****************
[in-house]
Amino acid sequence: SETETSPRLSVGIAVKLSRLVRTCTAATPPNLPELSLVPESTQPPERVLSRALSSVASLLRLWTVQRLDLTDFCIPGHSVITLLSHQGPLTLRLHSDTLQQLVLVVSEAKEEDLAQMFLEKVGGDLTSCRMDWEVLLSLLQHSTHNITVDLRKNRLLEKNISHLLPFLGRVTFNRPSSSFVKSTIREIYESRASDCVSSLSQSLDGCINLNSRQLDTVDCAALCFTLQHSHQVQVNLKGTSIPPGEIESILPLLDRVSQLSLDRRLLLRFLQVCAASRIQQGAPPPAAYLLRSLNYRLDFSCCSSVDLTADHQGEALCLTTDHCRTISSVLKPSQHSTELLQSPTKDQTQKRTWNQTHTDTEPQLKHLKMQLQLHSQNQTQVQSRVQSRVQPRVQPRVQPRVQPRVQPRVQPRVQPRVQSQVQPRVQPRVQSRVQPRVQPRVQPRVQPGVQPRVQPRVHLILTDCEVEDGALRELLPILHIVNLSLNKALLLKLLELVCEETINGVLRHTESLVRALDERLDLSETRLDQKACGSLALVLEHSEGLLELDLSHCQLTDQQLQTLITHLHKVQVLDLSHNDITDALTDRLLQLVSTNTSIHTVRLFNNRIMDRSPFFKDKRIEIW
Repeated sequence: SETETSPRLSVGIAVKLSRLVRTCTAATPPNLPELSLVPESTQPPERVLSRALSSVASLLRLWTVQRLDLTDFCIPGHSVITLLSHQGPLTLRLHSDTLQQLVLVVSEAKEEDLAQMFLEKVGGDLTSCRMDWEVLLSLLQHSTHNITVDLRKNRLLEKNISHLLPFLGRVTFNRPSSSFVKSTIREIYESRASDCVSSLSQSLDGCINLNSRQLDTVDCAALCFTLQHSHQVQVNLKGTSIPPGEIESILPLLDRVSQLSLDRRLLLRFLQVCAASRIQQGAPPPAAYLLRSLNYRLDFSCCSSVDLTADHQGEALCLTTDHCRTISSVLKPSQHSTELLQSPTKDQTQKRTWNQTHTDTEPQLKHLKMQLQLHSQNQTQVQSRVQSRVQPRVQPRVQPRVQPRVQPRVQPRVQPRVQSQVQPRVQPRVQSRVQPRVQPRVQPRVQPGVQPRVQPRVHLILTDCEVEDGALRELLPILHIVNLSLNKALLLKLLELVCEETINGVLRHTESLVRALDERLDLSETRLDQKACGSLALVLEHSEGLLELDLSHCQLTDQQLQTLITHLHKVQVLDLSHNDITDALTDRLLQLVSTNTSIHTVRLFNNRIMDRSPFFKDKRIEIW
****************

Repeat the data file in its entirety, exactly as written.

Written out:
[in-house]
Amino acid sequence: SETETSPRLSVGIAVKLSRLVRTCTAATPPNLPELSLVPESTQPPERVLSRALSSVASLLRLWTVQRLDLTDFCIPGHSVITLLSHQGPLTLRLHSDTLQQLVLVVSEAKEEDLAQMFLEKVGGDLTSCRMDWEVLLSLLQHSTHNITVDLRKNRLLEKNISHLLPFLGRVTFNRPSSSFVKSTIREIYESRASDCVSSLSQSLDGCINLNSRQLDTVDCAALCFTLQHSHQVQVNLKGTSIPPGEIESILPLLDRVSQLSLDRRLLLRFLQVCAASRIQQGAPPPAAYLLRSLNYRLDFSCCSSVDLTADHQGEALCLTTDHCRTISSVLKPSQHSTELLQSPTKDQTQKRTWNQTHTDTEPQLKHLKMQLQLHSQNQTQVQSRVQSRVQPRVQPRVQPRVQPRVQPRVQPRVQPRVQSQVQPRVQPRVQSRVQPRVQPRVQPRVQPGVQPRVQPRVHLILTDCEVEDGALRELLPILHIVNLSLNKALLLKLLELVCEETINGVLRHTESLVRALDERLDLSETRLDQKACGSLALVLEHSEGLLELDLSHCQLTDQQLQTLITHLHKVQVLDLSHNDITDALTDRLLQLVSTNTSIHTVRLFNNRIMDRSPFFKDKRIEIW
Repeated sequence: SETETSPRLSVGIAVKLSRLVRTCTAATPPNLPELSLVPESTQPPERVLSRALSSVASLLRLWTVQRLDLTDFCIPGHSVITLLSHQGPLTLRLHSDTLQQLVLVVSEAKEEDLAQMFLEKVGGDLTSCRMDWEVLLSLLQHSTHNITVDLRKNRLLEKNISHLLPFLGRVTFNRPSSSFVKSTIREIYESRASDCVSSLSQSLDGCINLNSRQLDTVDCAALCFTLQHSHQVQVNLKGTSIPPGEIESILPLLDRVSQLSLDRRLLLRFLQVCAASRIQQGAPPPAAYLLRSLNYRLDFSCCSSVDLTADHQGEALCLTTDHCRTISSVLKPSQHSTELLQSPTKDQTQKRTWNQTHTDTEPQLKHLKMQLQLHSQNQTQVQSRVQSRVQPRVQPRVQPRVQPRVQPRVQPRVQPRVQSQVQPRVQPRVQSRVQPRVQPRVQPRVQPGVQPRVQPRVHLILTDCEVEDGALRELLPILHIVNLSLNKALLLKLLELVCEETINGVLRHTESLVRALDERLDLSETRLDQKACGSLALVLEHSEGLLELDLSHCQLTDQQLQTLITHLHKVQVLDLSHNDITDALTDRLLQLVSTNTSIHTVRLFNNRIMDRSPFFKDKRIEIW